October 1, 2012 / Perspective
Through an examination of the role of silence in James Baldwin’s novel Go Tell It on the Mountain, this paper explores how prayer can open up life within and beyond a racist, oppressive social order.
October 10, 2004
Julie Wortman: The Episcopal Church’s General Convention will be considering a proposal that rites of blessing be developed to support “relationships of mutuality and fidelity other than marriage which mediate the Grace of God.” When I asked if you’d be willing to offer your perspective on whether such rites of blessing should be approved, you said that you were just an “exegete” and that maybe we’d want to talk to someone with a “larger horizon” on the issue. What did you mean by that?
Walter Brueggemann: I just think that after you do the Bible stuff, there are people who know the whole ethical tradition of the church better than do I. The arguments can’t just be made out of the biblical text as such, but they have to be made in the context of how the church has handled the Bible in many other ethical questions.
Julie Wortman: But I’m told your views are views that the “movable middle” takes seriously—maybe a big reason is that you’re a scholar who writes accessibly, which many scholars don’t, but it seems likely that it is also because you’re a biblical scholar whose social and political views are grounded in Scripture and ancient tradition. Is it your experience that Scripture is the chief authority for moderate Christians, and is it the chief authority for you?
Walter Brueggemann: The answers to both of those questions is, “Yes.” It is the chief authority for moderates and it’s the chief authority to me as long as one can qualify that to say that it is the chief authority when imaginatively construed in a certain interpretive trajectory.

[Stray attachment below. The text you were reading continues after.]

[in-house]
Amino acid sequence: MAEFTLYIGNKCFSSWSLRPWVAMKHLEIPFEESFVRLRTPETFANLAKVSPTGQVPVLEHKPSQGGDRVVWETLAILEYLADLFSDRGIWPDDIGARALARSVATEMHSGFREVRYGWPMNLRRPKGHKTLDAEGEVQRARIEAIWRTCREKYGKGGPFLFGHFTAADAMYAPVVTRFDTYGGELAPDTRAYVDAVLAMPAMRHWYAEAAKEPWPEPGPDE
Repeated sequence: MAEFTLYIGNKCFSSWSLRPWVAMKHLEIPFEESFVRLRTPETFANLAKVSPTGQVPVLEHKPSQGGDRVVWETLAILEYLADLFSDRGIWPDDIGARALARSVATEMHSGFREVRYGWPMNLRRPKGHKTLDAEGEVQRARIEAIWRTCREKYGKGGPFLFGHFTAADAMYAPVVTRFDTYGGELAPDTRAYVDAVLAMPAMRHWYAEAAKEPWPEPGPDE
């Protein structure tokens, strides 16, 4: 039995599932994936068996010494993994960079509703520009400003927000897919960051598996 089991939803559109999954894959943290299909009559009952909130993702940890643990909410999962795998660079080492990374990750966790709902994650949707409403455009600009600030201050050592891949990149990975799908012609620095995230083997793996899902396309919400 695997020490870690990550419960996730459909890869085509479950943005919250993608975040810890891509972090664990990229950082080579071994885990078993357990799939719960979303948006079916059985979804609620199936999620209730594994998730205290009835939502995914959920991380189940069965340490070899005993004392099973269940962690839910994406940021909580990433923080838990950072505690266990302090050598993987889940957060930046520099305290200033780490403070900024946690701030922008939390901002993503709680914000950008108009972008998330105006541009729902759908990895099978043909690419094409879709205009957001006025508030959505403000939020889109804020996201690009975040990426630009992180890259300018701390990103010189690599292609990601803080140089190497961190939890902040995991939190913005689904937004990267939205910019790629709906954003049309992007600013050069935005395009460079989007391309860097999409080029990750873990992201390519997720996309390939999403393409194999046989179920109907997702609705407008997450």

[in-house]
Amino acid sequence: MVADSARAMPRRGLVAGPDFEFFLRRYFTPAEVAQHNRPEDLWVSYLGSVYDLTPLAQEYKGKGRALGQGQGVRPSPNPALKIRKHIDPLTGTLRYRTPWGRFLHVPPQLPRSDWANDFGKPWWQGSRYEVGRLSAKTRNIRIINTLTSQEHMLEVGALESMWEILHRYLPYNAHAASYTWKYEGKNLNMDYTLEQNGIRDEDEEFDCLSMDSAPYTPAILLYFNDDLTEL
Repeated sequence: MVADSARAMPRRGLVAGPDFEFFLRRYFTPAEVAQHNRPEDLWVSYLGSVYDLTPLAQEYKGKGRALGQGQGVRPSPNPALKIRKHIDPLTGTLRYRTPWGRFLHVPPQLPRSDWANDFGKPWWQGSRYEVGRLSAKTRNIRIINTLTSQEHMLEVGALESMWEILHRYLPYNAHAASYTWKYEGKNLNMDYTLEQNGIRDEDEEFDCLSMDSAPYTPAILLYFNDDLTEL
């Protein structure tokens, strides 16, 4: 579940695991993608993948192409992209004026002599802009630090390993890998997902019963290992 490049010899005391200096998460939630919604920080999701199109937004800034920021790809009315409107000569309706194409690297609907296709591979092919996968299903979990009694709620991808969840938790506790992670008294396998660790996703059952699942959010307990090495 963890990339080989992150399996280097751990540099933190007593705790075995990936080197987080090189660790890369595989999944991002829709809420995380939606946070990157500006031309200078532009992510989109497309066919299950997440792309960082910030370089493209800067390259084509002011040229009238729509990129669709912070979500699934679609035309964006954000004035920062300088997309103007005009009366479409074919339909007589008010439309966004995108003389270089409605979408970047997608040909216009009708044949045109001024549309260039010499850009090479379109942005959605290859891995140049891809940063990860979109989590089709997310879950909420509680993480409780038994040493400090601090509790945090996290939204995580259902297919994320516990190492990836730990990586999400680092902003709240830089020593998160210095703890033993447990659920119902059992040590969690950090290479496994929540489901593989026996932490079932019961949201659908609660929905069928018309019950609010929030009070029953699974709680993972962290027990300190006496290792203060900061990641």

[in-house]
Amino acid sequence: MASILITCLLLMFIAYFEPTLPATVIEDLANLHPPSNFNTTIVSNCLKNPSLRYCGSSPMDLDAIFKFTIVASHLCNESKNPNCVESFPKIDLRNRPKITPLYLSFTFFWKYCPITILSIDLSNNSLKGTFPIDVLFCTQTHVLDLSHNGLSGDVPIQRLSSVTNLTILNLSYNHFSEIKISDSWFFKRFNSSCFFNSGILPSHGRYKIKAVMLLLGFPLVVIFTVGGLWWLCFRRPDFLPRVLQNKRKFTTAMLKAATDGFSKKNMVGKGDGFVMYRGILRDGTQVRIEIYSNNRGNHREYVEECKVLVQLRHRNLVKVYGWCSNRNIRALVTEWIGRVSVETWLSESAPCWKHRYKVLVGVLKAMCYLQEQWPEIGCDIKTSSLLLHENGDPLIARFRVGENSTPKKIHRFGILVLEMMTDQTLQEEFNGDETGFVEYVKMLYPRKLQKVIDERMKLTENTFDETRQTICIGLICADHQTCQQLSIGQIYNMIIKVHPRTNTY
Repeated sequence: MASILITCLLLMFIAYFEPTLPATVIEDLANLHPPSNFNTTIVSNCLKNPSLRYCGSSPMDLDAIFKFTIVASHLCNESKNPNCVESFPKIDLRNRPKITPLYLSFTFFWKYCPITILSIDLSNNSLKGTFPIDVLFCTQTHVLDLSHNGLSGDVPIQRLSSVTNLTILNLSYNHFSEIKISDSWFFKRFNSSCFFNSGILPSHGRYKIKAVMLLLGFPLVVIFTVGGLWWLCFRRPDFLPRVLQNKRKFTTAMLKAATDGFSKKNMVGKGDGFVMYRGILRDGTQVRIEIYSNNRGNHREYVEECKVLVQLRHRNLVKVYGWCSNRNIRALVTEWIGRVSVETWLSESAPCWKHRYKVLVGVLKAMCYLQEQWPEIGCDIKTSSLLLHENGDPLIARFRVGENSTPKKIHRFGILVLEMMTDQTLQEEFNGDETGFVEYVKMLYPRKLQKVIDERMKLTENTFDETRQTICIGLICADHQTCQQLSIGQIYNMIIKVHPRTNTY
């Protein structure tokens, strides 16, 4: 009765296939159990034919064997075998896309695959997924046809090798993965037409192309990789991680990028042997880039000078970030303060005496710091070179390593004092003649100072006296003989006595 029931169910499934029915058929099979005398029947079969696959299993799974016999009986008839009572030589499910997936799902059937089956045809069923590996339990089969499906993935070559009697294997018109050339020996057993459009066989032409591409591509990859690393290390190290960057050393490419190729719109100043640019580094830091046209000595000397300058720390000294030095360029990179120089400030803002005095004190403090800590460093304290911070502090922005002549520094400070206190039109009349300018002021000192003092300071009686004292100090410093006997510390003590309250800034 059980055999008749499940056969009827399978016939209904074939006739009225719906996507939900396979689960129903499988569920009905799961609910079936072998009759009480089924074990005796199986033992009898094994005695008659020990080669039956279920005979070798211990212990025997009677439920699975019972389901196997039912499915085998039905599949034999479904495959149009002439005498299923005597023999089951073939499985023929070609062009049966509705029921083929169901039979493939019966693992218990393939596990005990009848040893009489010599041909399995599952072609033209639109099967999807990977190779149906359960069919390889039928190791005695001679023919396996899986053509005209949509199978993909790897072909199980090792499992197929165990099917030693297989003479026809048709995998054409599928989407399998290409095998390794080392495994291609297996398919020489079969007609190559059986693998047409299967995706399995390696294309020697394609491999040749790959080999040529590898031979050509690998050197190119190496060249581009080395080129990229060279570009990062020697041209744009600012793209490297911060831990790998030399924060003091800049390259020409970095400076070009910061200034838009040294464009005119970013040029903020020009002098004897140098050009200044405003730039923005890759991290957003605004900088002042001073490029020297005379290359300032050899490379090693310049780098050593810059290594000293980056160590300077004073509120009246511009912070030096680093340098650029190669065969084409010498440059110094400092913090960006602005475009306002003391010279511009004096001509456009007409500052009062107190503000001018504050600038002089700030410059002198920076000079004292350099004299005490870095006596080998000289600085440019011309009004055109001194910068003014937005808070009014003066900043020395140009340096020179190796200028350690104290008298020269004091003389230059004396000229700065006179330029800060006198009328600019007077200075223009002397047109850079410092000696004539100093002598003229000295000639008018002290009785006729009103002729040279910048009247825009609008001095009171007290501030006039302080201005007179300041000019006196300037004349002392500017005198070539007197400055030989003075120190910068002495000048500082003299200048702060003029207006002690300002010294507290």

I incline to think that most people, including the movable moderates, probably make up their minds on other grounds than the Bible, but then they are uneasy if it collides with the Bible or at least they have an eagerness to be shown how it is that the Bible coheres. I don’t think, on most of these contested questions, that anybody – liberal or conservative – really reads right out of the Bible. I think we basically bring hunches to the Bible that arrive in all sorts of ways and then we seek confirmation. And I think that I’m articulate in helping people make those connections with the hunches they already have.
Julie Wortman: Do you think lesbian, gay, bisexual, and transgender (LGBT) folks are sinners?
Walter Brueggemann: Yes, like we all are. So I think that our sexual interpersonal relationships are enormously hazardous and they are the place where we work out our fears and our anxieties and we do that in many exploitative ways. So I don’t think that gays and lesbians and so on are exempt from the kind of temptations that all of us live with.
Julie Wortman: Is their struggle for full inclusion in the life of the church a justice struggle?
Walter Brueggemann: Yes. Martin Luther King, Jr., famously said that the arc of history is bent toward justice. And the parallel statement that I want to make is that the arc of the Gospel is bent toward inclusiveness. And I think that’s a kind of elemental conviction through which I then read the text. I suspect a lot of people who share this approach simply sort out the parts of the text that are in the service of inclusion and kind of put aside the parts of the text that move in the other direction.
Julie Wortman: And what do you do with those other parts?
Walter Brueggemann: Well, I think you have to take them seriously. I think that it is clear that much or all of the Bible is time-bound and much of the Bible is filtered through a rather heavy-duty patriarchal ideology. What all of us have to try to do is to sort out what in that has an evangelical future and what in that really is organized against the Gospel. For me, the conviction from Martin Luther that you have to make a distinction between the Gospel and the Bible is a terribly important one. Of course, what Luther meant by the Gospel is whatever Luther meant. And that’s what we all do, so there’s a highly subjective dimension to that. But it’s very scary now in the church that the Gospel is equated with the Bible, so you get a kind of a biblicism that is not noticeably informed by the Gospel. And that means that the relationship between the Bible and the Gospel is always going to be contested and I suppose that’s what all our churches are doing—they’re contesting.